How does one describe The Buddha In The Attic? It is a narration of the collected voices of young women brought over from Japan to San Fransisco as brides nearly a century ago.
The Buddha In The Attic traces their lives as they travel by boat (I wonder what it will be like to live in the states?), meet their husbands (he is not rich as I was believed he would be!), face uncertain futures (what will become of us?), becoming new wives (what does he expect of me?), working the fields (other men will not leave us alone), mastering a new language (do I pretend still not to understand?), child birth (what if my child is born under the wrong sign?) and eventually to war.
It really is hard to explain The Buddha In The Attic, which is really why prior to listening to this on audio… I still did not fully get what it was about even by the synopsis. What I did know:
1. The title made me want to know more
2. The cover led me to think of things hiding, secrets of the unknown…
So here I am after listening to this short audio book (4 cd’s) and now kind of basking in the experience.
The Buddha in the Attic as narrated by Samantha Quan and Carrington MacDuffie is told as a collective “we” and never an “I”. There is no sole character. In 8 chapters a different aspect of Japanese immigrant life is unfolded for us to view in the raw:
“Home was a bed of straw in John Lyman’s barn alongside his prize horses and cows. Home was a corner of the washhouse at Stockton’s Cannery Ranch. Home was a bunk in a rusty boxcar in Lompoc. Home was an old chicken coop in Willows that the Chinese had lived in before us. Home was a flea-ridden mattress in a corner of a packing shed in Dixon. Home was a bed of hay atop three apple crates beneath an apple tree.”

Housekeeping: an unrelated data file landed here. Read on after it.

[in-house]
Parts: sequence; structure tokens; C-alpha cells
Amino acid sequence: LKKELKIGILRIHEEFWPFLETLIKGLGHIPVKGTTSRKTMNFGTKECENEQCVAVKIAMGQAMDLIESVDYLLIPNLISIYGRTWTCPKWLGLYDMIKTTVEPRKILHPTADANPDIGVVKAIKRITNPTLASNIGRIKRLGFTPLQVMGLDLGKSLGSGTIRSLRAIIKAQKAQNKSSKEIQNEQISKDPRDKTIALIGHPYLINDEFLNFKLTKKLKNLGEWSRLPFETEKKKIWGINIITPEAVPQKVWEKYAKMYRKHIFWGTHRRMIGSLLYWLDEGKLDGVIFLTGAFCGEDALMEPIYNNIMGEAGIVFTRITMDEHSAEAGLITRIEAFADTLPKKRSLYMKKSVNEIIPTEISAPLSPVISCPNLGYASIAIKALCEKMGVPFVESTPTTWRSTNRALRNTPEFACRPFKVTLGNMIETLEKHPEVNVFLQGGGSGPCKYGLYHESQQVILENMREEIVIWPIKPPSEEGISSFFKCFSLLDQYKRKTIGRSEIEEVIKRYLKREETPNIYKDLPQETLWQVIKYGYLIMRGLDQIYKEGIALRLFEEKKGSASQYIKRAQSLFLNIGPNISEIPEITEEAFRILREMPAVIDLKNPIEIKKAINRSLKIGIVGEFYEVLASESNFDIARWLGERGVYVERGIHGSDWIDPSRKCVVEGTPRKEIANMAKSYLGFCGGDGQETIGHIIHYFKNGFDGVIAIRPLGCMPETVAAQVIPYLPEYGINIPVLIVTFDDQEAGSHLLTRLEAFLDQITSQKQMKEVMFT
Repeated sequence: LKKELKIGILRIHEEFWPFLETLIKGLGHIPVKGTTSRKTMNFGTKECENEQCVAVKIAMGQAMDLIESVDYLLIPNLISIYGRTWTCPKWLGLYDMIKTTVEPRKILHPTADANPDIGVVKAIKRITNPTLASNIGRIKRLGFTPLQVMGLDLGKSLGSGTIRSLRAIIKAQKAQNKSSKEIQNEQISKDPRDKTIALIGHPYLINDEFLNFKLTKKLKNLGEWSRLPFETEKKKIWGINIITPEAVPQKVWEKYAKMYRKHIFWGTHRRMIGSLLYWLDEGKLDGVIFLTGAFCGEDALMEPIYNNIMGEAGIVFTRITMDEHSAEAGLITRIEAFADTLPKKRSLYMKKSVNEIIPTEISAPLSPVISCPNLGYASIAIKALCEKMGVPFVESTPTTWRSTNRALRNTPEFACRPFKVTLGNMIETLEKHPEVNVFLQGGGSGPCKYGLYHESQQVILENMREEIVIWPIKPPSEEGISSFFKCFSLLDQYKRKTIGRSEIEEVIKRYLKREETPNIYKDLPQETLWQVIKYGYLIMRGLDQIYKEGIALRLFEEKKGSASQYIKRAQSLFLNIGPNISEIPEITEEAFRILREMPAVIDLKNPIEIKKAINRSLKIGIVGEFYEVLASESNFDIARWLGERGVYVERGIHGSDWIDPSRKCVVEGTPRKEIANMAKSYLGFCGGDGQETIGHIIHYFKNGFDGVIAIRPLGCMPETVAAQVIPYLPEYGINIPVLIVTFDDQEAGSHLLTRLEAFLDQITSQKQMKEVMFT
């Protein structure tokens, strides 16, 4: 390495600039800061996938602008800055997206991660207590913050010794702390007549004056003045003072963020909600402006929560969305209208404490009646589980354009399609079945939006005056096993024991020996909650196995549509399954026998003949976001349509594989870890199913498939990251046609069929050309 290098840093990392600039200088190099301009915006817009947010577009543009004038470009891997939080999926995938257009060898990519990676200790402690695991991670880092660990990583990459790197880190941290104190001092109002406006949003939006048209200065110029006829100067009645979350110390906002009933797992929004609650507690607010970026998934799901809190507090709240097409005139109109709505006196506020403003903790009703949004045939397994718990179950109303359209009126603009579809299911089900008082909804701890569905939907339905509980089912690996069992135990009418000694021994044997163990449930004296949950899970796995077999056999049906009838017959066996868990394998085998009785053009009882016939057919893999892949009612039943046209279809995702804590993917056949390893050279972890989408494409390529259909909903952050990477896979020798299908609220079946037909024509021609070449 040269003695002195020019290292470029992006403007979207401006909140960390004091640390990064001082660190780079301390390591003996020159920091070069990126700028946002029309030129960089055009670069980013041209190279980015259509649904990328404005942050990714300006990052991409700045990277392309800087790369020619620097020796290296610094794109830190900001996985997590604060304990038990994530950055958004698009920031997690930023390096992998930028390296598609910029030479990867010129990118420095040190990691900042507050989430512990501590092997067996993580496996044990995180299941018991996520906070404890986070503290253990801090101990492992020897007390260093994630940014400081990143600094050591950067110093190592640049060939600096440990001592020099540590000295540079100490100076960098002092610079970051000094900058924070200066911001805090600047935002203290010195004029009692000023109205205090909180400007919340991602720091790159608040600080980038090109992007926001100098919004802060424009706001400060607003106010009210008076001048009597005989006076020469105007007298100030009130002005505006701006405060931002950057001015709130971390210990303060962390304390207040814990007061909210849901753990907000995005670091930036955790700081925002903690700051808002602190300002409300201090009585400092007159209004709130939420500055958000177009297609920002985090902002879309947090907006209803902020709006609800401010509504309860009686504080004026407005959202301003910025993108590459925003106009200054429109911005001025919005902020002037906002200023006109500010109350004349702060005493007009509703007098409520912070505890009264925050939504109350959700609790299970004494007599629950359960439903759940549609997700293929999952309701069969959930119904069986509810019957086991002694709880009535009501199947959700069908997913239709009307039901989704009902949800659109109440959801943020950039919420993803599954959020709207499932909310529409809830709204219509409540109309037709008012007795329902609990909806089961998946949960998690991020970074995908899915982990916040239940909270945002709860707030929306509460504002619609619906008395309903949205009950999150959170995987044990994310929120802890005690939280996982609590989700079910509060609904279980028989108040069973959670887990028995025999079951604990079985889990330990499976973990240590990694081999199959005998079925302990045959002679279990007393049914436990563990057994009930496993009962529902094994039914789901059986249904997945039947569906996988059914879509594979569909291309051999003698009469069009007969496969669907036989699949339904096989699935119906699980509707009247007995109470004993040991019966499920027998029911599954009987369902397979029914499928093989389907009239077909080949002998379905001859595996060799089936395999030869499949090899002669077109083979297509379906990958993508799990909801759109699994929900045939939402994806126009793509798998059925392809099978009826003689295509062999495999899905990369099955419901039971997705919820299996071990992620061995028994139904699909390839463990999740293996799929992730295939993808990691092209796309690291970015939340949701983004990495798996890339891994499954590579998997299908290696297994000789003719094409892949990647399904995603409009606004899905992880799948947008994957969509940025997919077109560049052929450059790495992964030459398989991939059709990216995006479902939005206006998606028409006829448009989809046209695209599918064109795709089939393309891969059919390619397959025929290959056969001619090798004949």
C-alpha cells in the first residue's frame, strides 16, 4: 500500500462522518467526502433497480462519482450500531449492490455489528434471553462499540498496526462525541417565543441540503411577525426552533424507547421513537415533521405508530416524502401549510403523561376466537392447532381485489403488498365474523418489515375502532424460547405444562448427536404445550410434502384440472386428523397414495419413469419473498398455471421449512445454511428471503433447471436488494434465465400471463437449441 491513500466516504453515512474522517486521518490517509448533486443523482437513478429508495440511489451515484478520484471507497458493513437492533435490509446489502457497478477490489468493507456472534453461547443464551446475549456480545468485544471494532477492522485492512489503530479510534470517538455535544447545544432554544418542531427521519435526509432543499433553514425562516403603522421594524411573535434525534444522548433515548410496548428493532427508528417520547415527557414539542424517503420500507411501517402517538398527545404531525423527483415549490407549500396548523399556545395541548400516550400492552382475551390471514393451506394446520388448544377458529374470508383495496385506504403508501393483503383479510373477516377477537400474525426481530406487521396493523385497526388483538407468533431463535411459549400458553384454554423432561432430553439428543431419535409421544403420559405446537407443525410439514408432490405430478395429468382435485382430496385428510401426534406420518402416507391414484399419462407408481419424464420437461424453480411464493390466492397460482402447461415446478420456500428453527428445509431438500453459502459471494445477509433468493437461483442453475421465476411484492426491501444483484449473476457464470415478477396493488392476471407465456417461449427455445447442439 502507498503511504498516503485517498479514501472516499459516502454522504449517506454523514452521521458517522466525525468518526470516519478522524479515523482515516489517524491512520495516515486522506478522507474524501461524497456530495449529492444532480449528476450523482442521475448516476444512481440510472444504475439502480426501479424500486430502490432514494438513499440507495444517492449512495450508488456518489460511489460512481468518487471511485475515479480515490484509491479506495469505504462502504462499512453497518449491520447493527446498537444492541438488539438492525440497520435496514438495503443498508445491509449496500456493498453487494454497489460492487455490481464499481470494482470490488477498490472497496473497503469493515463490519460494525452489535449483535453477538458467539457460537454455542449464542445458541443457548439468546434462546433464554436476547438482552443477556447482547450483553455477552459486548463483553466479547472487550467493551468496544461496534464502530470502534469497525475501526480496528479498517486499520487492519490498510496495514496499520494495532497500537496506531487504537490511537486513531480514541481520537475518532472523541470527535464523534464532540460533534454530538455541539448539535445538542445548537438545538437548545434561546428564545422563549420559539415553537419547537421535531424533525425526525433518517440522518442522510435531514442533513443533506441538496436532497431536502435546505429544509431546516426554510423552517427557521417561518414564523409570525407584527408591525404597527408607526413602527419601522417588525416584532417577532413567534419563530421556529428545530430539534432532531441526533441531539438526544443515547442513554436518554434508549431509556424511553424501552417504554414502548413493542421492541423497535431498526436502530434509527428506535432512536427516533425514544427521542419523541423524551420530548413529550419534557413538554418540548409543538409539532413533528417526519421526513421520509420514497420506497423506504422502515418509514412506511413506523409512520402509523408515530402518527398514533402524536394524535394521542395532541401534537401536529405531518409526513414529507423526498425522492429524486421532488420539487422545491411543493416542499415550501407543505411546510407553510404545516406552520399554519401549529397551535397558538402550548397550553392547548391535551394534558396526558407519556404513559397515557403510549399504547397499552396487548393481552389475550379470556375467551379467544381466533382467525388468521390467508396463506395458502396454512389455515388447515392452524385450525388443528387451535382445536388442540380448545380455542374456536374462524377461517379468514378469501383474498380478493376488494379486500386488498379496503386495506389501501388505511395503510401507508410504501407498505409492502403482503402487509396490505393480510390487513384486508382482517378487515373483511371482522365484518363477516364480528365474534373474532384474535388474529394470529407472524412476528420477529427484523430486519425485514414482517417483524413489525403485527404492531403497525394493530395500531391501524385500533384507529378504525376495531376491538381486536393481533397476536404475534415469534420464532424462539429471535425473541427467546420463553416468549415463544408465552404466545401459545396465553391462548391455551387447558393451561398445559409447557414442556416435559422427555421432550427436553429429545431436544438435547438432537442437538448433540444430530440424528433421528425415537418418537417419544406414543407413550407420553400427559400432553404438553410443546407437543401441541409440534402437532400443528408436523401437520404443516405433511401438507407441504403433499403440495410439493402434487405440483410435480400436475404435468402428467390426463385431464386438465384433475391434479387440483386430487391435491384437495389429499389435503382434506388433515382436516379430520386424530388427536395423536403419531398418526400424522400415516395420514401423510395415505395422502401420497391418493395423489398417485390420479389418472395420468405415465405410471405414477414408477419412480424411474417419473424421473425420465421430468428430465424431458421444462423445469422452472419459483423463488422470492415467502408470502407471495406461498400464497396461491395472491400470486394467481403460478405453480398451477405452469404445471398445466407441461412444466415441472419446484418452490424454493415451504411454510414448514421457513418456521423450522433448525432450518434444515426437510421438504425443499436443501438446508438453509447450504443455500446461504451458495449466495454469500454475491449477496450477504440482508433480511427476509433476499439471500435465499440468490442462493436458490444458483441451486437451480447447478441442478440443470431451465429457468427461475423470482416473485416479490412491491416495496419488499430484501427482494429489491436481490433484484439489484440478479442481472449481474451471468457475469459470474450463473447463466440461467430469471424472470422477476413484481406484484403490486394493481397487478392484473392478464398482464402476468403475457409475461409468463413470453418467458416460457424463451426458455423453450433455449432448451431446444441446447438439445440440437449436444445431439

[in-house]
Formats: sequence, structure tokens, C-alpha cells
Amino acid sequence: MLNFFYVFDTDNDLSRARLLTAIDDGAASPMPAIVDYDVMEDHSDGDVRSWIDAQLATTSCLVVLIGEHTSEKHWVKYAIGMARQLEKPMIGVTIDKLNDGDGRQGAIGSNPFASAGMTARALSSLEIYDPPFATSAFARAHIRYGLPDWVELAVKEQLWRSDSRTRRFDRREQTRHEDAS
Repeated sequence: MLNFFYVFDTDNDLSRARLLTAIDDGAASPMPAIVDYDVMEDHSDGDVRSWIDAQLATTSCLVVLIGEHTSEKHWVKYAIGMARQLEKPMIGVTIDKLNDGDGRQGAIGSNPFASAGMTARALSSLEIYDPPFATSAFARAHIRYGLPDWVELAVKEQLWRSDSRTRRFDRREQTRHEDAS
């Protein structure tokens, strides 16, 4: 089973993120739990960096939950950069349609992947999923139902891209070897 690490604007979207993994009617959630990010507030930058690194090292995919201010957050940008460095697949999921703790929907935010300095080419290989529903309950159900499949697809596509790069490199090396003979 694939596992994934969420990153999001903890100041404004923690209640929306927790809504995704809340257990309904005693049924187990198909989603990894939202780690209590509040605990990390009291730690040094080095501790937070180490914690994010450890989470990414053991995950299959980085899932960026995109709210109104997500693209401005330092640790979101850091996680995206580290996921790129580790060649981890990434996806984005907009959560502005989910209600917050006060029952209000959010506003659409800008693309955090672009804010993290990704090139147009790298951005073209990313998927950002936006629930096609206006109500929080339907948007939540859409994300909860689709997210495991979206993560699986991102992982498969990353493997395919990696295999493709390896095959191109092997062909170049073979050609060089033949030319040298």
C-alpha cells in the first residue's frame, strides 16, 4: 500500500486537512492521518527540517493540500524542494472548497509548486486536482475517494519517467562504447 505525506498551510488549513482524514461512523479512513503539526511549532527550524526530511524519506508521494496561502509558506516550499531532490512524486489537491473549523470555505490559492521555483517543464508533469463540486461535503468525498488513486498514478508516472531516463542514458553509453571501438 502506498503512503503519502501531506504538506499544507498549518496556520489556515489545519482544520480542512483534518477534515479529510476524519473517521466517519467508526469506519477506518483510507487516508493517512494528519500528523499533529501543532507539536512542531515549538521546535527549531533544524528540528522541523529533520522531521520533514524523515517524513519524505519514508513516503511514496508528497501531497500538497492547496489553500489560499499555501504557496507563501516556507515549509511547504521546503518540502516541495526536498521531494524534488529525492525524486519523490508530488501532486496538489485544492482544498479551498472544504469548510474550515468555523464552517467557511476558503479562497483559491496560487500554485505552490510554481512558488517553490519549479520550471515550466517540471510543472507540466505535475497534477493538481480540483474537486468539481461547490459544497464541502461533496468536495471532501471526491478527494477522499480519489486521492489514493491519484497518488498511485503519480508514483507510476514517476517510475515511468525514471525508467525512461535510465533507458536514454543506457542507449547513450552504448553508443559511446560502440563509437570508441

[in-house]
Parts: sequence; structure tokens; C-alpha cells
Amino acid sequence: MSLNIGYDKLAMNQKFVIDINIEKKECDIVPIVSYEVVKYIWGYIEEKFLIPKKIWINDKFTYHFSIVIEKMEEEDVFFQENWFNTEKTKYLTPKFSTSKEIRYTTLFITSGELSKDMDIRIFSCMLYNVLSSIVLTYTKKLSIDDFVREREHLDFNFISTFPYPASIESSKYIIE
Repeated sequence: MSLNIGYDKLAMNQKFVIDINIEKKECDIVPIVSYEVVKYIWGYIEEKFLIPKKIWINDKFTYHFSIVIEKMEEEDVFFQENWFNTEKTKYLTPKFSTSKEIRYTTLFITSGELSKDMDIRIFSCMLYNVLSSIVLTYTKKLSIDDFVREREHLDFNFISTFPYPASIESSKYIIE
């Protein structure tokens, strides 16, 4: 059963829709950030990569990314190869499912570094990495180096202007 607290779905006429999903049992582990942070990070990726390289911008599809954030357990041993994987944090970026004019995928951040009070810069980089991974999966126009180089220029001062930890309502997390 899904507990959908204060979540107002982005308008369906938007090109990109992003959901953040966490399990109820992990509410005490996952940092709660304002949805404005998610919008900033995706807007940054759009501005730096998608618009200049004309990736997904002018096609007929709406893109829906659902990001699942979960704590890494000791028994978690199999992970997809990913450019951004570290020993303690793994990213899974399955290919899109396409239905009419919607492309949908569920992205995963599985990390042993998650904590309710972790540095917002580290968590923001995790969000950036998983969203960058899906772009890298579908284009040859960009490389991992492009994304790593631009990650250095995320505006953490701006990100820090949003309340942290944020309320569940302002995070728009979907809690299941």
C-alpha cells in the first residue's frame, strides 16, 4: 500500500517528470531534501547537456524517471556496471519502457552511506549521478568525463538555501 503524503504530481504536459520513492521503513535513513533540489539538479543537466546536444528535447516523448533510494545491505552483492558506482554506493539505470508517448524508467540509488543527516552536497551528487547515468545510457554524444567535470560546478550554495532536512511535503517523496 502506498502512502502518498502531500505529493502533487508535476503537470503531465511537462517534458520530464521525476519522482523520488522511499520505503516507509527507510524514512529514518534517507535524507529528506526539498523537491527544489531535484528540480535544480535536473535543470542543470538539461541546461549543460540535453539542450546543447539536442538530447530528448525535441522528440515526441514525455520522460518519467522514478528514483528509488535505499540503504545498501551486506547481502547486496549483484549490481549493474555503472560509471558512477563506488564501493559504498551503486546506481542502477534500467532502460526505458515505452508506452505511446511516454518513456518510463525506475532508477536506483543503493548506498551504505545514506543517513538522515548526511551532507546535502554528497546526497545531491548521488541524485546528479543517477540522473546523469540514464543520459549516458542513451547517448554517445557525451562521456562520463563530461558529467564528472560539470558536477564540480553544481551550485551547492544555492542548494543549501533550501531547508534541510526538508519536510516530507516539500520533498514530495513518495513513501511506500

and so on… each chapter reading out like that, a description of their life in this new world and then told in 20 or more different ways. Yes, at first it was a little hard to follow, my bookish mind kept waiting for the story, but the sharing of information, IS the story. And as this went on, from having children, to losing children, to what they did with the children, and so on….
I found a rhythm.
It is safe to say this is poetry.
It is raw. It is real. At times it is painful. At times it will make you mad. In the end… I find that I am better for having listened to it and I an appreciate the collective whole.
No I would not seek out this style of writing, but a sampling of it like I just had is good. I am glad I listened to it over reading it. The narration is beautiful, the words, and the undertones, I thought were brilliantly read.
Side note: It is interesting that I am also listening to Shanghai Girls at this time and the stories and time frames are similar.
Here are a few other reviews from great bloggers:
Borrowed from my library!